30th September saw 38 Sixth-form Geographers visit Cwm Idwal and the Nant Ffrancon valley in Snowdonia to study upland glaciation. Students learnt to describe key glacial landforms observed, explain how they were created and outline periglacial and fluvioglacial processes have change the post-glacial landscape.
The day began with a two hour coach journey to the hamlet of Ogwen Cottage, where they had a brief stop at the new visitor centre before the long walk ahead. The trek started at the base of the Cwm Idwal corrie, at this point they were divided into three groups each with the expert of a teacher. Groups discussed the landforms surrounding them and how they were shaped by the glacier, many in owe of how powerful this was. After the geographical talks they re-grouped and headed off on the hike around the tarn (a meltwater lake left behind in the armchair shaped hole eroded by the glacier) where they had a moment of fame on the Google street view camera! The walk started comfortably but the challenge started when students climbed up the back wall (a steep rock face weakened by freeze thaw weathering. After a much deserved lunch midway up the corrie back wall the students crossed a small waterfall and then headed back to the visitors centre where tea and cakes were needed.
Finally they set off down the Nant Ffrancon glacial trough (a u-shaped valley with a flat base and steep sides, formed by the glacier moving down what was once a v shaped river valley, and erosion such as plucking, abrasion and freeze thaw weathering). They regrouped once again to discuss the glacial features shown here such as a misfit river, truncated spur, hanging valley and roche mountonnee. From the top of the valley there was a clear view of the misfit river within the glacial trough as well as the hanging valley and truncated spurs. Hanging valleys and truncated spurs are formed when tributary glaciers run into the main glacier, but erosion is not as strong therefore there is less depth and sometimes hanging valleys cause waterfalls but this is not the case in Nant Ffrancon valley. After the walk along the valley the students came upon a roche mountonee situated in the centre of the valley, this is an erosional process as the rock was surrounded by softer rock consequently that rock eroded and a roche mountonee was left behind.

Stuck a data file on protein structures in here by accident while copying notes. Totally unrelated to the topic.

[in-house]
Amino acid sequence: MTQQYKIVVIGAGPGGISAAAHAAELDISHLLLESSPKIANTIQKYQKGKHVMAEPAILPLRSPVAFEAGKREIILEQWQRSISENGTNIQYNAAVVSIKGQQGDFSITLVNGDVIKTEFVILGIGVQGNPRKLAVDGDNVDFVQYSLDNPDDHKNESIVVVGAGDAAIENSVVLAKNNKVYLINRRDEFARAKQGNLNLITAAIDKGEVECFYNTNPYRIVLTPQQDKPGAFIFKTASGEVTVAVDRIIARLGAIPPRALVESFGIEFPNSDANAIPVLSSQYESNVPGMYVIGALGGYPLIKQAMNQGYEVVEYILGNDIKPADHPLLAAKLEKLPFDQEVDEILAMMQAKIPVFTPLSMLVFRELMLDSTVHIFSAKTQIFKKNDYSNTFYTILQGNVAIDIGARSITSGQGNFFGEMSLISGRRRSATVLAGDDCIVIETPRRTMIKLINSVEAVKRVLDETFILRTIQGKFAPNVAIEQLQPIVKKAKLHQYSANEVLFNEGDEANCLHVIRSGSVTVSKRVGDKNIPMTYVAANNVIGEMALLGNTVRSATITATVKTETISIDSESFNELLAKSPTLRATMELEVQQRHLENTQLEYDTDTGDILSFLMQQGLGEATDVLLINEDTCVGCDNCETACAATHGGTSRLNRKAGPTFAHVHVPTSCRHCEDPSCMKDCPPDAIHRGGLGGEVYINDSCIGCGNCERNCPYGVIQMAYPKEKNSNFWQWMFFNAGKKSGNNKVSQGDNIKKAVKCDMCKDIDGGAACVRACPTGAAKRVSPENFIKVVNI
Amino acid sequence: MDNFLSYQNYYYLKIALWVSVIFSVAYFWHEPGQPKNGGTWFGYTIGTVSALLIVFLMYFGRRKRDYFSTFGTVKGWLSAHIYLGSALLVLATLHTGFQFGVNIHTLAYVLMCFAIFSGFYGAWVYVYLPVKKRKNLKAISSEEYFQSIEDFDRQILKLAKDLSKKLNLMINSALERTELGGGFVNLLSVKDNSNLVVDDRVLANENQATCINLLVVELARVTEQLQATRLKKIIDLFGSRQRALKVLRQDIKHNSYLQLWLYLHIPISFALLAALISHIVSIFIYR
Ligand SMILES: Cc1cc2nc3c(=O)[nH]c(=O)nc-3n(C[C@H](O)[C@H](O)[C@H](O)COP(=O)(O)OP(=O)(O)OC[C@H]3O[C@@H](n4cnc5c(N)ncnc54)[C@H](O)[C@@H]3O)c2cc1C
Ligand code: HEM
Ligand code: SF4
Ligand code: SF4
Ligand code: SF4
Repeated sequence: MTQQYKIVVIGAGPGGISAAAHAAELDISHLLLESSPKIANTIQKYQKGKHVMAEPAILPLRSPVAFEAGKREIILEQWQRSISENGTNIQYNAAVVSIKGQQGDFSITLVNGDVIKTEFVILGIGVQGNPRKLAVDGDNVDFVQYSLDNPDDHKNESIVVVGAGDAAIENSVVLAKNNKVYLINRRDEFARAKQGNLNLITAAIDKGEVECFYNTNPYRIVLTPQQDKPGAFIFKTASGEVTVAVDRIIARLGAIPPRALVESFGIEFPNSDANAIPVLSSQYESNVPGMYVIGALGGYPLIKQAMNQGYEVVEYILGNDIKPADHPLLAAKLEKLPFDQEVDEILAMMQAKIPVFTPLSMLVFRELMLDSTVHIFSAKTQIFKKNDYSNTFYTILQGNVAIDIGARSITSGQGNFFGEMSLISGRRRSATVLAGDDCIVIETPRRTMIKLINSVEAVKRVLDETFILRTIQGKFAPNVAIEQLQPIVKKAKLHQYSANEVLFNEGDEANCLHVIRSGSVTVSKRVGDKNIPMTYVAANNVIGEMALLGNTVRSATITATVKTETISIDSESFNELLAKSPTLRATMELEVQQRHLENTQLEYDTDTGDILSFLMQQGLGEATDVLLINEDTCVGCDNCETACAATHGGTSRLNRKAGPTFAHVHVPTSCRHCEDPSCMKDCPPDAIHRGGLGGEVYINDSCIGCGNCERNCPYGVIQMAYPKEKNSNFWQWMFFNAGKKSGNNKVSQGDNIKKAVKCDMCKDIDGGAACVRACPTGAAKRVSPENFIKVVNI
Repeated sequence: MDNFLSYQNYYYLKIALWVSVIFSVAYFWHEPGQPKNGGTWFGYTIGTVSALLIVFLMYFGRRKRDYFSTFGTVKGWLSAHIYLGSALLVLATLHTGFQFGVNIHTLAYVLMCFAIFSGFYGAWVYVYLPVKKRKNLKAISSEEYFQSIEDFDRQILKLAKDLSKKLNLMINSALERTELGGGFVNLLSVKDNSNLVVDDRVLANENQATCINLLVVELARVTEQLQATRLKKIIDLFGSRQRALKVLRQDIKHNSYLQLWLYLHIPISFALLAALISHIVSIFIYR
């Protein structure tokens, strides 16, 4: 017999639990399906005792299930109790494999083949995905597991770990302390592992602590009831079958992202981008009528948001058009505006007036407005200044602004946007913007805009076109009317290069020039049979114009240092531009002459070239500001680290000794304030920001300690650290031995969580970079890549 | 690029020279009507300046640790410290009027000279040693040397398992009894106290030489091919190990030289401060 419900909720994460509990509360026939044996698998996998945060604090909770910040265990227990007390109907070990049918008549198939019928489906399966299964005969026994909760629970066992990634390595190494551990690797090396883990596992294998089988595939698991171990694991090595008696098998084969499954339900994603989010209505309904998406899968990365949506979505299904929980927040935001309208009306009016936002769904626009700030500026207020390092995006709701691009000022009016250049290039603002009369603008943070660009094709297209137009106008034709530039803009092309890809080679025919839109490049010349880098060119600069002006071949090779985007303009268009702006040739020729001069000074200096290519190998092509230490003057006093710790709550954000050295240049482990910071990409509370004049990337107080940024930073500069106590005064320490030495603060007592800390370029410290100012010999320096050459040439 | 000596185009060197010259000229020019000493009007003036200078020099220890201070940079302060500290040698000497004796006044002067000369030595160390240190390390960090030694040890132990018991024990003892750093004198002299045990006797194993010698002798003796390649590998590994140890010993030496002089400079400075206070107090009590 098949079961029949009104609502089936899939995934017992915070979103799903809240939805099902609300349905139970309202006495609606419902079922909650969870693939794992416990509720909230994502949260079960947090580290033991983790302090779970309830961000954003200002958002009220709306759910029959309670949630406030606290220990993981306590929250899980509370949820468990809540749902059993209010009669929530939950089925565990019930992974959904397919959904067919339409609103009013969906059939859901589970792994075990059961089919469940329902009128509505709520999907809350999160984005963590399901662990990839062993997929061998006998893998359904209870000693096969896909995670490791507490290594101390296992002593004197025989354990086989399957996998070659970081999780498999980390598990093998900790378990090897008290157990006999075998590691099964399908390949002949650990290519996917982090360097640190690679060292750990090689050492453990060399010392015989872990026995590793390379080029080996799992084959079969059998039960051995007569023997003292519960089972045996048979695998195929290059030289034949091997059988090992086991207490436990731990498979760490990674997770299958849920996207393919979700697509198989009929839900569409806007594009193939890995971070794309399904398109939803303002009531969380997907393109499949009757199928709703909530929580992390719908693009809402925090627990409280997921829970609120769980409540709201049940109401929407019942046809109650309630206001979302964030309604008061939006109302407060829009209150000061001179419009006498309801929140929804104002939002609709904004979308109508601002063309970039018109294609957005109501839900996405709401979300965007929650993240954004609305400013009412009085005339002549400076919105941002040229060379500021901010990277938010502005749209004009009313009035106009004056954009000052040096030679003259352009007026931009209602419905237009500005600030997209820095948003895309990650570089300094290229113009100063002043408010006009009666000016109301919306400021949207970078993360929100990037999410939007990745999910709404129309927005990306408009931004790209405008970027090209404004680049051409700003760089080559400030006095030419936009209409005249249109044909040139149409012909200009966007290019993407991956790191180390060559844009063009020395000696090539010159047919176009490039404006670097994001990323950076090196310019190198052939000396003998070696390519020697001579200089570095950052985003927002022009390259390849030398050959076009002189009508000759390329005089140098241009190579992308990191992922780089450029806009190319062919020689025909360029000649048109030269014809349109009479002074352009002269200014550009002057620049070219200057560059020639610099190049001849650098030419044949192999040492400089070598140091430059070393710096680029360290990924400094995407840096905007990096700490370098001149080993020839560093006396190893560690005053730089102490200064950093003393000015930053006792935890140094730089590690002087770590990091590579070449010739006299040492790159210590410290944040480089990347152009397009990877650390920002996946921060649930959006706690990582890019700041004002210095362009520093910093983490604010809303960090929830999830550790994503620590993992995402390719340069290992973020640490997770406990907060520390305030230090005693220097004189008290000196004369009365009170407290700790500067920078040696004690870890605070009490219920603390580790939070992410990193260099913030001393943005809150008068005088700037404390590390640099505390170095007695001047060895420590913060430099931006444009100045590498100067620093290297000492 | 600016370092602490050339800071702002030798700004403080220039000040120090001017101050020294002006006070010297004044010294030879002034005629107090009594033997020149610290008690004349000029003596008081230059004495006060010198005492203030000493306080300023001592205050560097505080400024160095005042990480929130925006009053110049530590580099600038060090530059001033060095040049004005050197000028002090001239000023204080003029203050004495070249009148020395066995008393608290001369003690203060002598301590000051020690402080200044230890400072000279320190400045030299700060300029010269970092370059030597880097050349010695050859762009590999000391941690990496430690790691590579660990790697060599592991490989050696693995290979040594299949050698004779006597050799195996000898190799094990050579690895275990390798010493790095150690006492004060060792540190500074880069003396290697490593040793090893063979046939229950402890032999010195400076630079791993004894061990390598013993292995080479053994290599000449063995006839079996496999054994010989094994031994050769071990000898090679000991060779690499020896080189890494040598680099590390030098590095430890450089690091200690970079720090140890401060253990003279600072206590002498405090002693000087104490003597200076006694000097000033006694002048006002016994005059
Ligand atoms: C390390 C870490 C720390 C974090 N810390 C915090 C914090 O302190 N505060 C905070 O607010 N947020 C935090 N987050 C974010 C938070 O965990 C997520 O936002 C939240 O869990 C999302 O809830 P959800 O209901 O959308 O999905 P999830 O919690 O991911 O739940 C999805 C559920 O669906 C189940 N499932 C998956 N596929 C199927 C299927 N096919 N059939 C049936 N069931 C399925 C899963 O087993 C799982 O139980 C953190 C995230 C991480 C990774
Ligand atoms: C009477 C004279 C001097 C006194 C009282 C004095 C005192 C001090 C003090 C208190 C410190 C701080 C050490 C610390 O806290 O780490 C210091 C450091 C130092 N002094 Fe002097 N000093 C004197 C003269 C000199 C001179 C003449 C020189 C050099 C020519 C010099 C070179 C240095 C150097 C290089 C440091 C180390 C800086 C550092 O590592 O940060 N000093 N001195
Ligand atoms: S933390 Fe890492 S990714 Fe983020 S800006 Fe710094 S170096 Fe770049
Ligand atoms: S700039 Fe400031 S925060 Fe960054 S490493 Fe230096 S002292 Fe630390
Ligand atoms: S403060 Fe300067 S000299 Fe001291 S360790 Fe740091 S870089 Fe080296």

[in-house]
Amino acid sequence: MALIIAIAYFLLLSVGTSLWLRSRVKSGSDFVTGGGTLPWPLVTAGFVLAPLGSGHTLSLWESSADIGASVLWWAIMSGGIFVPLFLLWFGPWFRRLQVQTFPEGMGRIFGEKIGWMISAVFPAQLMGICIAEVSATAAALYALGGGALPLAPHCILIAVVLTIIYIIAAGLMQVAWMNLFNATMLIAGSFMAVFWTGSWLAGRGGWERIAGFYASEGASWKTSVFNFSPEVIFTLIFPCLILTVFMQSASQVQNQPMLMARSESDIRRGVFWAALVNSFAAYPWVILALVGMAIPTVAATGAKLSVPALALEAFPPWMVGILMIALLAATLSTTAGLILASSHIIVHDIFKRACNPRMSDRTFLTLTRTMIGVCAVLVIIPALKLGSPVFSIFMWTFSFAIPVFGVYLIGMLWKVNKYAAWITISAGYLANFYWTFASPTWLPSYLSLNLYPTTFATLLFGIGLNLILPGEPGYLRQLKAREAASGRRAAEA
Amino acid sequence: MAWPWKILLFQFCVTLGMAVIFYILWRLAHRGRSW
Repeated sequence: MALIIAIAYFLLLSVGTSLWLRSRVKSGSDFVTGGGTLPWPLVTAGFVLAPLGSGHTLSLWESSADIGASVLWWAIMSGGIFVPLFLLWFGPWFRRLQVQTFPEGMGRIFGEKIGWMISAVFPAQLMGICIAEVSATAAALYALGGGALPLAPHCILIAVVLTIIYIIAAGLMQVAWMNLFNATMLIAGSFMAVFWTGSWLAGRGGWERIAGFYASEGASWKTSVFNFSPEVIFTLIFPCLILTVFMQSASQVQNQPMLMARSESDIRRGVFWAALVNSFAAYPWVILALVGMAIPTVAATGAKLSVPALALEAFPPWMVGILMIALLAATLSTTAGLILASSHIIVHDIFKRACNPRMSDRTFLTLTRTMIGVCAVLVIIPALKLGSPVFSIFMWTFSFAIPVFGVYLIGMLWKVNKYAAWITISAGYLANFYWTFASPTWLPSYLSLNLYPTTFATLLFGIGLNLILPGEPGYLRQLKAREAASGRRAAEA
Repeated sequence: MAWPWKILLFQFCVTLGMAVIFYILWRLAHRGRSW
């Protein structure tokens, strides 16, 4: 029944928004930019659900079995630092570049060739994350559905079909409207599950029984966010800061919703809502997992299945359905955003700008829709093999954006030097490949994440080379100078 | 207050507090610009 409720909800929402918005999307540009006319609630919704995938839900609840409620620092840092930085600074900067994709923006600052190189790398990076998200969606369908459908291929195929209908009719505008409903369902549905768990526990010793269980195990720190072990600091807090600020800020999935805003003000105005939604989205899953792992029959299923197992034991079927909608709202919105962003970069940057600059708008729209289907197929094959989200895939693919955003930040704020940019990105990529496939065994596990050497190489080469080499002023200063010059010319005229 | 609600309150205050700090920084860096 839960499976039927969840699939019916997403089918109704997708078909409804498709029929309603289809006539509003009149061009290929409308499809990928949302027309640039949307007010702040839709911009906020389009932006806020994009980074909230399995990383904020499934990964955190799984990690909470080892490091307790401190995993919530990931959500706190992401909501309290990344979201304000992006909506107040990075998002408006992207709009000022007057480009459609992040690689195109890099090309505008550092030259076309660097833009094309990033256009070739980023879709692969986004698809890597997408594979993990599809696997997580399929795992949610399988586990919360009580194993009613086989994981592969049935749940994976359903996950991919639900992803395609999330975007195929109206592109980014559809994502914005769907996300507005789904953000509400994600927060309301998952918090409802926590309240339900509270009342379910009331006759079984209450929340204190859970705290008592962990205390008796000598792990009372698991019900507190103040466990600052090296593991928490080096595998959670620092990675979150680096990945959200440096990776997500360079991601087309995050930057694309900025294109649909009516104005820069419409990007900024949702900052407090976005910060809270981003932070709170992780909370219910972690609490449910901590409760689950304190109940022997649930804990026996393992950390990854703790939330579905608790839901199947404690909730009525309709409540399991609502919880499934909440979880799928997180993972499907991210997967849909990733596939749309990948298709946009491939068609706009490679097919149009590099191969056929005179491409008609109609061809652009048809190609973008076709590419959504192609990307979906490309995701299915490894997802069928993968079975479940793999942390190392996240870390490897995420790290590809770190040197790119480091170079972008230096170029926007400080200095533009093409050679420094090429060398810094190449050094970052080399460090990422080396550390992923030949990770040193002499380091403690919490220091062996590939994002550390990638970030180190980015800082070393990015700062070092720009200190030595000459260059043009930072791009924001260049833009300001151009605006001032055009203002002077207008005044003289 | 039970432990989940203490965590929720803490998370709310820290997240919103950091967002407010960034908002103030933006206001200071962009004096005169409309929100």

The fieldwork has prepared students with geographical skills and understanding that can now be applied in the classroom. The students had a brilliant day and were a credit to the school.
By Olivia Simon and Alexandra Chenery
A photo gallery can be found HERE.
Mrs Sykes has received an award from the British Science Association in
recognition of how the Science department here at Sandbach School is providing outstanding enrichment opportunities within science.
Mrs Sykes guided 30 students through their CREST award last year and is one of a handful of teachers across the country to receive this award. CREST award is similar to the Duke of Edinburgh award and aims to build communication skills and scientific curiosity through extended projects.
The students who have completed the award last year have a display in their honour outside room 22.
Sandbach School MFL Department has successfully gained the
Princes’ Teaching Institute Mark for the third year running thus completing the Schools’ Programme.
Mrs Clare Haynes (ACL in MFL) has had responsibility for the PTI remit over the course of the 3 year schools’ programme. Each year she has attended the Schools Programme Day at Crewe Hall the purpose of which is to review the completion of the annual objectives.